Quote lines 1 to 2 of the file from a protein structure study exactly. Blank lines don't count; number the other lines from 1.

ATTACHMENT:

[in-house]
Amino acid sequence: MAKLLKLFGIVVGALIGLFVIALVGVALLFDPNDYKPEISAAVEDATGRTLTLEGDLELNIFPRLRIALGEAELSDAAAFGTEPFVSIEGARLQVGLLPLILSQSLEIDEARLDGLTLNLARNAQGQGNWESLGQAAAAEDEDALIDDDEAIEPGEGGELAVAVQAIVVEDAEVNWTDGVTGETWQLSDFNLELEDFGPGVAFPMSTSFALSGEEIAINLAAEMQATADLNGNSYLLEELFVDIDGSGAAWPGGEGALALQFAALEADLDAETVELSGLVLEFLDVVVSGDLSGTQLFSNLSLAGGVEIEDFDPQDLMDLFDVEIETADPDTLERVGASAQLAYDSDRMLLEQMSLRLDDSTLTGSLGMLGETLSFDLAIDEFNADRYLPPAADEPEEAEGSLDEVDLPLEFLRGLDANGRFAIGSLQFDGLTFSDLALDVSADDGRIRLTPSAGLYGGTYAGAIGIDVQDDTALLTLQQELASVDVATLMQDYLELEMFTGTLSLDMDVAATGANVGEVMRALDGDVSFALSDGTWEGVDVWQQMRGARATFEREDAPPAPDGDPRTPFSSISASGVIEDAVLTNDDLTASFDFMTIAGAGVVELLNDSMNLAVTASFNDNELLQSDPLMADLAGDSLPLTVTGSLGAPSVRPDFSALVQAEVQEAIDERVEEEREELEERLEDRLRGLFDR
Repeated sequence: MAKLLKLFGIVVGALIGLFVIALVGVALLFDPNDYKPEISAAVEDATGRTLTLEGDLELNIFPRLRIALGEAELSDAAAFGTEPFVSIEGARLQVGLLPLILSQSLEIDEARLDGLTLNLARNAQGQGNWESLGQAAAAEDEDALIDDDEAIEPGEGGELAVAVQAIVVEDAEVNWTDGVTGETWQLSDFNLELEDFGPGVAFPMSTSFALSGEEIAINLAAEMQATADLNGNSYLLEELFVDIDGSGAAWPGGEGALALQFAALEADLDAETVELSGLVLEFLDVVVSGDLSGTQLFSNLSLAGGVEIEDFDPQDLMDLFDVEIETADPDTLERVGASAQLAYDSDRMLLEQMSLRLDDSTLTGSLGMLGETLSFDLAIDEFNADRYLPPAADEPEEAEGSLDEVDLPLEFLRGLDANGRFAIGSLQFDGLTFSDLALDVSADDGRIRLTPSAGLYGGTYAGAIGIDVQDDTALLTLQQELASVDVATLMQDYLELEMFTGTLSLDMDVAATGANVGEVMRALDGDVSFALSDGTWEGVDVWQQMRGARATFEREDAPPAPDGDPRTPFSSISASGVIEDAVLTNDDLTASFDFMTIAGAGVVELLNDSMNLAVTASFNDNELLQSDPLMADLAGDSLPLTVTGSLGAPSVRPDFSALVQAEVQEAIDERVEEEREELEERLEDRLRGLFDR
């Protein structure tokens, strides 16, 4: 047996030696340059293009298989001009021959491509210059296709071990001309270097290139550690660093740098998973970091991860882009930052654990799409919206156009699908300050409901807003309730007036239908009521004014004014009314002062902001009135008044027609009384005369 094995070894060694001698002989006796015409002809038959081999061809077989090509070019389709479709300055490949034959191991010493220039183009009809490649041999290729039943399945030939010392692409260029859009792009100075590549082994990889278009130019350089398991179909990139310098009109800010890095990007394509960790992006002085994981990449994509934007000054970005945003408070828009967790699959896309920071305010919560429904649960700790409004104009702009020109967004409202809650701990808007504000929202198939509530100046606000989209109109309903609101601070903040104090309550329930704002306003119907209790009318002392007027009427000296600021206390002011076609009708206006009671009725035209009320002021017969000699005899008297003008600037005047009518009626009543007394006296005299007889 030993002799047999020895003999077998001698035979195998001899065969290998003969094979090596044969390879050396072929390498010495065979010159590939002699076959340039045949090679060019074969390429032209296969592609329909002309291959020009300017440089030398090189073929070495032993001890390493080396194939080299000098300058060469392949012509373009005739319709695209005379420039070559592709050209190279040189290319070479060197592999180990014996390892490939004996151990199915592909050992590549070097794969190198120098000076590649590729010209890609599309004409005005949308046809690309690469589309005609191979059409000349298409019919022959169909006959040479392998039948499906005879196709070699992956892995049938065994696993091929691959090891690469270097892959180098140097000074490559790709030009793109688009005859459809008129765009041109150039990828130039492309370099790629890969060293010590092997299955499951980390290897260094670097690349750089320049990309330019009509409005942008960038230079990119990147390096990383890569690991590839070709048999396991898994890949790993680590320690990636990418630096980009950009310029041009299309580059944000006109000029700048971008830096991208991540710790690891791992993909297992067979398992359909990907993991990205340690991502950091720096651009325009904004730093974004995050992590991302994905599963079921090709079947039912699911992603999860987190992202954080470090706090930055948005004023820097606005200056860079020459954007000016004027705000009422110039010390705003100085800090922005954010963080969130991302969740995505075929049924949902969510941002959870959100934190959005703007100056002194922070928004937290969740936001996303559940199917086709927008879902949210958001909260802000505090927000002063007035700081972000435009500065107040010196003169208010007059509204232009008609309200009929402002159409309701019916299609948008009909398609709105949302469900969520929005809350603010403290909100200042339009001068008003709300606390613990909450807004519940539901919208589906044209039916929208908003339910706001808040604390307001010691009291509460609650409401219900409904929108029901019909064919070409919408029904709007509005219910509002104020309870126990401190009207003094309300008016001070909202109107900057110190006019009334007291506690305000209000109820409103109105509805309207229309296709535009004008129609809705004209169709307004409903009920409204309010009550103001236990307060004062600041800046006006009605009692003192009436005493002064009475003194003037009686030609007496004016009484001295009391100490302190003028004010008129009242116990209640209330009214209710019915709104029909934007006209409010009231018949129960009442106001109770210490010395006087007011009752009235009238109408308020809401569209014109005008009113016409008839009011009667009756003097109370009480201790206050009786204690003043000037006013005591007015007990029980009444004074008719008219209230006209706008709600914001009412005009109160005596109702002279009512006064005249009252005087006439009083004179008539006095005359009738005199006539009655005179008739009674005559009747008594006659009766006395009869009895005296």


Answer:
[in-house]
Amino acid sequence: MAKLLKLFGIVVGALIGLFVIALVGVALLFDPNDYKPEISAAVEDATGRTLTLEGDLELNIFPRLRIALGEAELSDAAAFGTEPFVSIEGARLQVGLLPLILSQSLEIDEARLDGLTLNLARNAQGQGNWESLGQAAAAEDEDALIDDDEAIEPGEGGELAVAVQAIVVEDAEVNWTDGVTGETWQLSDFNLELEDFGPGVAFPMSTSFALSGEEIAINLAAEMQATADLNGNSYLLEELFVDIDGSGAAWPGGEGALALQFAALEADLDAETVELSGLVLEFLDVVVSGDLSGTQLFSNLSLAGGVEIEDFDPQDLMDLFDVEIETADPDTLERVGASAQLAYDSDRMLLEQMSLRLDDSTLTGSLGMLGETLSFDLAIDEFNADRYLPPAADEPEEAEGSLDEVDLPLEFLRGLDANGRFAIGSLQFDGLTFSDLALDVSADDGRIRLTPSAGLYGGTYAGAIGIDVQDDTALLTLQQELASVDVATLMQDYLELEMFTGTLSLDMDVAATGANVGEVMRALDGDVSFALSDGTWEGVDVWQQMRGARATFEREDAPPAPDGDPRTPFSSISASGVIEDAVLTNDDLTASFDFMTIAGAGVVELLNDSMNLAVTASFNDNELLQSDPLMADLAGDSLPLTVTGSLGAPSVRPDFSALVQAEVQEAIDERVEEEREELEERLEDRLRGLFDR